How to make any font web safe using @font-face

Images for typography

Web designers and developers have settled on using web-safe fonts as body text in our mockups. We have reverted to incorporating beautiful typography into images, specifying some alt tags, and hoping search engines index the text. However, CSS and browsers have been capable of rendering custom, live, selectable text for a long time now; it just needs to be done correctly. Solutions like sIFR and Cufón are available and work well, but they rely on extra JavaScript to function.

@font-face for Custom Web Safe Fonts

The concept of @font-face is not new, but there tends to be a biased opinion that fonts will not work in all browsers. This is a common misconception. The true culprit is not the support of @font-face but the file types being used and the order they are called in the stylesheet.
Generate your type kit at Font Squirrel

Generate font file types

To begin, we need to generate the correct file types for each browser. The best tool we’ve come across is Font Squirrel’s @font-face generator. Just add your fonts, use the easy option, agree to the terms, and download your type kit.

Download a free kit

You can alternatively download one of hundreds of premade @font-face kits. Font Squirrel says these are all free and ready for commercial use in your websites.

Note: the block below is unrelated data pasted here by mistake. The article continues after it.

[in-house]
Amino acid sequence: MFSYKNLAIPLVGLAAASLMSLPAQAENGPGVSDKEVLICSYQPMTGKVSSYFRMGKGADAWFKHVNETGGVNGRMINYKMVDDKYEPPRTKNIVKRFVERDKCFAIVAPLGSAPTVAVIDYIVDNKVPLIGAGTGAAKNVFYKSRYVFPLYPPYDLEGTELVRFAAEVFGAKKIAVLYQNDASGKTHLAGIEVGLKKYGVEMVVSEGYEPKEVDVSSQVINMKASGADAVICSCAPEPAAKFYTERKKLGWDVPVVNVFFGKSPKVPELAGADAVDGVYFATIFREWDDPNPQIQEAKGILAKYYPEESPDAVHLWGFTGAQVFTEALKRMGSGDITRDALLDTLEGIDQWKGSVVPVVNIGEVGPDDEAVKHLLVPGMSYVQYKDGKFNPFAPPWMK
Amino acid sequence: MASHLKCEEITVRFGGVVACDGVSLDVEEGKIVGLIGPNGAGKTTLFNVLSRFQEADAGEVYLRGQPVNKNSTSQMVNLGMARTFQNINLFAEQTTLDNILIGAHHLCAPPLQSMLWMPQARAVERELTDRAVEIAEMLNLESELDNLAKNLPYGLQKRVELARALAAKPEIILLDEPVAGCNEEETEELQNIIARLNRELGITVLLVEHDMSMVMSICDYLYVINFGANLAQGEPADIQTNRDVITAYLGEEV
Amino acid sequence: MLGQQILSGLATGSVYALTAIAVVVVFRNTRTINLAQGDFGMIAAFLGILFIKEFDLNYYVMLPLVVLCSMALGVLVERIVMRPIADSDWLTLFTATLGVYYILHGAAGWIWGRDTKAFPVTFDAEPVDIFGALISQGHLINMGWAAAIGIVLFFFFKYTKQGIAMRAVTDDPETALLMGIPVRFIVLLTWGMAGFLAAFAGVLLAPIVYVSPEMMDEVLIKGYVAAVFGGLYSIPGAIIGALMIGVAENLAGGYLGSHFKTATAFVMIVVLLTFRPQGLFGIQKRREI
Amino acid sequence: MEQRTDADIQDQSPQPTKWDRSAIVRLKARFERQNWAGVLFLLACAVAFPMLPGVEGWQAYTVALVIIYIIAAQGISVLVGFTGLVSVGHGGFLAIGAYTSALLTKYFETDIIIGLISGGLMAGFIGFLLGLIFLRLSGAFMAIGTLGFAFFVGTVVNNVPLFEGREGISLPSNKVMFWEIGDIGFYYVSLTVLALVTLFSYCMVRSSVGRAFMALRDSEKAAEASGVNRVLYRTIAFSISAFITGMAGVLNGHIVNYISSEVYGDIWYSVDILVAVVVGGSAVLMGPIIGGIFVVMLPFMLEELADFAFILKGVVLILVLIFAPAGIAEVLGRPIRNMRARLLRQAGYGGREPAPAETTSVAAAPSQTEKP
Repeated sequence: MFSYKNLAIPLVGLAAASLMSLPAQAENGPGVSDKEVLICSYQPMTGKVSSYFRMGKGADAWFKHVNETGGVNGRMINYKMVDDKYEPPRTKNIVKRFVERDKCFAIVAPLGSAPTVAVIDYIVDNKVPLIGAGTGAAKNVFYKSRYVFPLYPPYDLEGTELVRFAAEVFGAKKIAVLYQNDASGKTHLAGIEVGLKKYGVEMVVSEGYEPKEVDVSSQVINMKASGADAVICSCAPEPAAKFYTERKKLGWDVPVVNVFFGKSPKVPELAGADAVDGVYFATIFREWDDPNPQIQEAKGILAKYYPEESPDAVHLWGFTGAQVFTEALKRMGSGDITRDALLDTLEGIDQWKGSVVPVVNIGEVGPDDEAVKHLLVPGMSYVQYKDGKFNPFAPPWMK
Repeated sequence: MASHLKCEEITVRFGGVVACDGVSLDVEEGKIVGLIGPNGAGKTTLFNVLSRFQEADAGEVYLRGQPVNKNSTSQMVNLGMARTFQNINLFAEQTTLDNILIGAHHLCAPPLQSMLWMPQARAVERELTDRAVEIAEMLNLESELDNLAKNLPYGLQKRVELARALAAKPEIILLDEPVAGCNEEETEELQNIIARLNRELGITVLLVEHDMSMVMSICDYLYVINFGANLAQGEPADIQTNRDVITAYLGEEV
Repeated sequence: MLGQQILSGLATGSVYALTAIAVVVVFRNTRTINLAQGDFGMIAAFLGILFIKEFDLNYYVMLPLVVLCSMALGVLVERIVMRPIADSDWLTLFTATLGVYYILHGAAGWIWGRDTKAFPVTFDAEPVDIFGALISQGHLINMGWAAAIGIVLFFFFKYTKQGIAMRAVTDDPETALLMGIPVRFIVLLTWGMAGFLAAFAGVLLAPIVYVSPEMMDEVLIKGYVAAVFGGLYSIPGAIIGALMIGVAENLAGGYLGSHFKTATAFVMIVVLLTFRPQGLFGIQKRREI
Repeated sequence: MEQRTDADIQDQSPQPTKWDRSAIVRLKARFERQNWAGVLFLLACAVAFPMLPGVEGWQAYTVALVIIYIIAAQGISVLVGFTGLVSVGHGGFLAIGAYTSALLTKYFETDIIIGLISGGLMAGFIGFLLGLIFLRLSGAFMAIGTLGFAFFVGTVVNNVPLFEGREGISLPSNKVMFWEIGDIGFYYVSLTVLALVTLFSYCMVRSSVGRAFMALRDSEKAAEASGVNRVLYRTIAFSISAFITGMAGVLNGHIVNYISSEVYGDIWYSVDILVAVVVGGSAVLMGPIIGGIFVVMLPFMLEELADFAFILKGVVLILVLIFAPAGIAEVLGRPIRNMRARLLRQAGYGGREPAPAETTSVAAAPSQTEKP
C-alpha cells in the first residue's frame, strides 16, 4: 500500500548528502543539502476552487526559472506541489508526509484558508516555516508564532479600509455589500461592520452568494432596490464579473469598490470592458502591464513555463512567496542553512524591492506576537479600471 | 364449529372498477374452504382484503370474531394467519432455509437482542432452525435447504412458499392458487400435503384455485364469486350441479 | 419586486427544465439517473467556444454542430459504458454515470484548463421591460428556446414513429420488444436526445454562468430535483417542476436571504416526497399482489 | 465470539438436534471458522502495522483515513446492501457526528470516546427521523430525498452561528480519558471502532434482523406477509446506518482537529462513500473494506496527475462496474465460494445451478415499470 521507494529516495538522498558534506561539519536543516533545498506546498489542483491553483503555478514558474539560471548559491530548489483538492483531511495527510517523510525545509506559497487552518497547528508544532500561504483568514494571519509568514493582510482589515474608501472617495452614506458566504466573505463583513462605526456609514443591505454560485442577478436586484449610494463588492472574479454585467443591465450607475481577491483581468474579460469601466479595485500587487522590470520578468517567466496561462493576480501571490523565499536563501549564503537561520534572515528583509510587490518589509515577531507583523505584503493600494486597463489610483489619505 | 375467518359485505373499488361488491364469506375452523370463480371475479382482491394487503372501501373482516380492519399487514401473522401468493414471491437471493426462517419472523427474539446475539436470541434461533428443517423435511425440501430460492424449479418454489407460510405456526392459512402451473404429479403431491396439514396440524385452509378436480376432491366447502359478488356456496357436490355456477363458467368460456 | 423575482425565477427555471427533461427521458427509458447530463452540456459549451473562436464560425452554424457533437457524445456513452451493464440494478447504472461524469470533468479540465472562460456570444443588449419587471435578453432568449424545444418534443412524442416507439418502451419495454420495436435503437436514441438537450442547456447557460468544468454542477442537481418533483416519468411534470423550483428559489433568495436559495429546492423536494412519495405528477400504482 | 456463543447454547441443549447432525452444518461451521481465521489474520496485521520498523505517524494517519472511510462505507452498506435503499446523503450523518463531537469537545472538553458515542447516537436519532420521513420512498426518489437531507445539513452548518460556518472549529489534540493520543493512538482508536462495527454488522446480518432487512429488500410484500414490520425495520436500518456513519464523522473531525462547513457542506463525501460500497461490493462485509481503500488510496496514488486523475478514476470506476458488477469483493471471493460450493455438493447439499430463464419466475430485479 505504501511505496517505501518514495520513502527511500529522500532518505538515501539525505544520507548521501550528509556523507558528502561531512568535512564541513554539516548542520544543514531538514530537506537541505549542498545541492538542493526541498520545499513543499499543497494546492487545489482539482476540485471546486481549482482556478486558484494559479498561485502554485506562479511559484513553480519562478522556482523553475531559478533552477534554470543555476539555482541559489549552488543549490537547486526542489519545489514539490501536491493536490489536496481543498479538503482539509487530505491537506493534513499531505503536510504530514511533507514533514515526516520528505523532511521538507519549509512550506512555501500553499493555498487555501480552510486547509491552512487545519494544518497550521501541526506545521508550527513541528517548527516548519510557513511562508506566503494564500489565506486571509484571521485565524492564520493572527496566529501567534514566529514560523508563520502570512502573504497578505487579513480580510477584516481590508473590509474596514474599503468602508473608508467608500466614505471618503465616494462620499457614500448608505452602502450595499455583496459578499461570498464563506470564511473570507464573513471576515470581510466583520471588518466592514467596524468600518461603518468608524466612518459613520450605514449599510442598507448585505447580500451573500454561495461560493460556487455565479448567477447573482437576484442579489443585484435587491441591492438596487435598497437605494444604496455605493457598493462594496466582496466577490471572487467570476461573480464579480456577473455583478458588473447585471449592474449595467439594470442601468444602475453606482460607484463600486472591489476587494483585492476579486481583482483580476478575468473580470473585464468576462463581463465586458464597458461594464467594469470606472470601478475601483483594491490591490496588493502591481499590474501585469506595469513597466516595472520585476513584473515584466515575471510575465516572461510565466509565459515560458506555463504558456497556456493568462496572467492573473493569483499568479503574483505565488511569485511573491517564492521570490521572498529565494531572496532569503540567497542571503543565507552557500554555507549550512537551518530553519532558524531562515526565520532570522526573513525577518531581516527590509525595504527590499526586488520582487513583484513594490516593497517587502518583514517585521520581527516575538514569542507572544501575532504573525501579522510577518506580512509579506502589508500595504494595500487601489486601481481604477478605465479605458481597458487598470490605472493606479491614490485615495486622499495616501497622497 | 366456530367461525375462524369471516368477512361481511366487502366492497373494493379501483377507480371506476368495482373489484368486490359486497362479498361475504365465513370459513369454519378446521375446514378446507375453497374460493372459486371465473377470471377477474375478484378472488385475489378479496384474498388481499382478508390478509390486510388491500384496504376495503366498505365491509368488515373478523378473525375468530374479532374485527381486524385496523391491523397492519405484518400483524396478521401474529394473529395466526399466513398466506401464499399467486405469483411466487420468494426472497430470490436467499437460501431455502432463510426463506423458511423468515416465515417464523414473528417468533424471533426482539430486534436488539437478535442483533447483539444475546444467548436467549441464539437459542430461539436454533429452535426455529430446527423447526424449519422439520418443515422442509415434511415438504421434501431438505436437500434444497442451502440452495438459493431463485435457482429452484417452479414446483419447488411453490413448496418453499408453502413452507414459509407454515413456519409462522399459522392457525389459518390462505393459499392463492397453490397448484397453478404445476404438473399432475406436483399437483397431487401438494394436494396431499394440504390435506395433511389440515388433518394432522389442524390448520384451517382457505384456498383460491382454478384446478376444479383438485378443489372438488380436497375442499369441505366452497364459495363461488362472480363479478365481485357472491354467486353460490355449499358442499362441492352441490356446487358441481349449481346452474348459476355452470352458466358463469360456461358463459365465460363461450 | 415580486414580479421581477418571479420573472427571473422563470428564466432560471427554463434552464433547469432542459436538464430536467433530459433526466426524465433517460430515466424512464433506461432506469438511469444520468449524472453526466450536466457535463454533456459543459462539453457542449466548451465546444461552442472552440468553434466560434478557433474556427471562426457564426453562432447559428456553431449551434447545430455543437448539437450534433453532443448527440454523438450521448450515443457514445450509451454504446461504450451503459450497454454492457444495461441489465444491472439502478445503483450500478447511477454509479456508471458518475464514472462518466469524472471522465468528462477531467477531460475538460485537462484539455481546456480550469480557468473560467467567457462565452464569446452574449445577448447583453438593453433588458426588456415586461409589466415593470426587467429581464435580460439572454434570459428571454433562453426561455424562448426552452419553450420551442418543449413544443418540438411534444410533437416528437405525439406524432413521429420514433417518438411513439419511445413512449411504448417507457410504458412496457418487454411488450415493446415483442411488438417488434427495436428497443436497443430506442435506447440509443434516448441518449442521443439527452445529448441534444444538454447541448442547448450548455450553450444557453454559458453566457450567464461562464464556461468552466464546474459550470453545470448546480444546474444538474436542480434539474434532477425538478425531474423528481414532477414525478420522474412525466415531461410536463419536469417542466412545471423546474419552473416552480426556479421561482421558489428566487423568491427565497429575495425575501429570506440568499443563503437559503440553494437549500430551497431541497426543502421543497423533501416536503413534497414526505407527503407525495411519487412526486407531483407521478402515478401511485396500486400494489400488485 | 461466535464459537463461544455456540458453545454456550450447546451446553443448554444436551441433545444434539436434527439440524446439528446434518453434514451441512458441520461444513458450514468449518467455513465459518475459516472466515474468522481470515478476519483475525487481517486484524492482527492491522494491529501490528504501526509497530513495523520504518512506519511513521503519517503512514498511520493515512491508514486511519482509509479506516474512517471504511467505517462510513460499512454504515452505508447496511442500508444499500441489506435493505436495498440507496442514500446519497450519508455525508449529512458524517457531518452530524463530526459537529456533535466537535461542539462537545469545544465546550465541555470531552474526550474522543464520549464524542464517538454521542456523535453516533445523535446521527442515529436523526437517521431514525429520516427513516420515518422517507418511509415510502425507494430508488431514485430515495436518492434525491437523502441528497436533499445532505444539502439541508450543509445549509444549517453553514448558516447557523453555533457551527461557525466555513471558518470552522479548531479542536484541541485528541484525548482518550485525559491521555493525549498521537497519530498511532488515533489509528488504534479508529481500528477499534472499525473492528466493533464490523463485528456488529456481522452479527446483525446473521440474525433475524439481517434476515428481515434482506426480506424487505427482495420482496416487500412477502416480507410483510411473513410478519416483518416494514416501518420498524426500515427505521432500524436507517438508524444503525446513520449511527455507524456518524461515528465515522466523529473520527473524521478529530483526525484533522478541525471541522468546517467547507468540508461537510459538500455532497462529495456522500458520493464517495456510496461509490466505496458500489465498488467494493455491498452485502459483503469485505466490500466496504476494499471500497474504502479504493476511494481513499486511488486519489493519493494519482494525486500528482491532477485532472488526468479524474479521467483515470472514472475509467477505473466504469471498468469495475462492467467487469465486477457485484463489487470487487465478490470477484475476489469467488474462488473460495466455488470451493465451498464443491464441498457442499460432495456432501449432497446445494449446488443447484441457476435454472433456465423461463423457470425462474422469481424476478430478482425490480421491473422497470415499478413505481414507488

Demo

Below, you can see various sizes of the slab serif font ChunkFive. Once loaded with @font-face, it can be controlled with CSS just like any other font.

Lorem ipsum dolor sit amet, consectetur adipiscing elit. Donec feugiat, lorem a ultrices consequat; risus mi rhoncus nisl, sit amet pellentesque mi lorem sed neque.

Lorem ipsum dolor sit amet, consectetur adipiscing elit. Donec feugiat, lorem a ultrices consequat; risus mi rhoncus nisl, sit amet pellentesque mi lorem sed neque.

Lorem ipsum dolor sit amet, consectetur adipiscing elit. Donec feugiat, lorem a ultrices consequat; risus mi rhoncus nisl, sit amet pellentesque mi lorem sed neque.

Stylesheet markup

In this example, we use the ChunkFive slab serif font. We have placed the font files into a directory called type, which is reflected below. Just use the @font-face selector and call the source URLs in the following order to ensure browser support. After that, reference the font as normal using the font-family selector and supply color, font-size, and other styling as needed.

	
		@font-face {
			font-family: 'ChunkFiveRegular';
			src: url('type/Chunkfive-webfont.eot');
			src: local(' '), url('type/Chunkfive-webfont.woff') format('woff'), url('type/Chunkfive-webfont.ttf') format('truetype'), url('type/Chunkfive-webfont.svg#webfontb5K2fJwj') format('svg');
			font-weight: normal;
			font-style: normal;
		}

		p.chunk {font-family: 'ChunkFiveRegular';}
		p.one {font-size: 1em; line-height: 1.5em;}
		p.two {font-size: 2.5em; line-height: 1.25em; color: red;}
		p.three {font-size: 4em; line-height: 1.15em;}
	

IE6 example

Here’s an example of this technique working in Internet Explorer 6:
@font-face IE6 example

References

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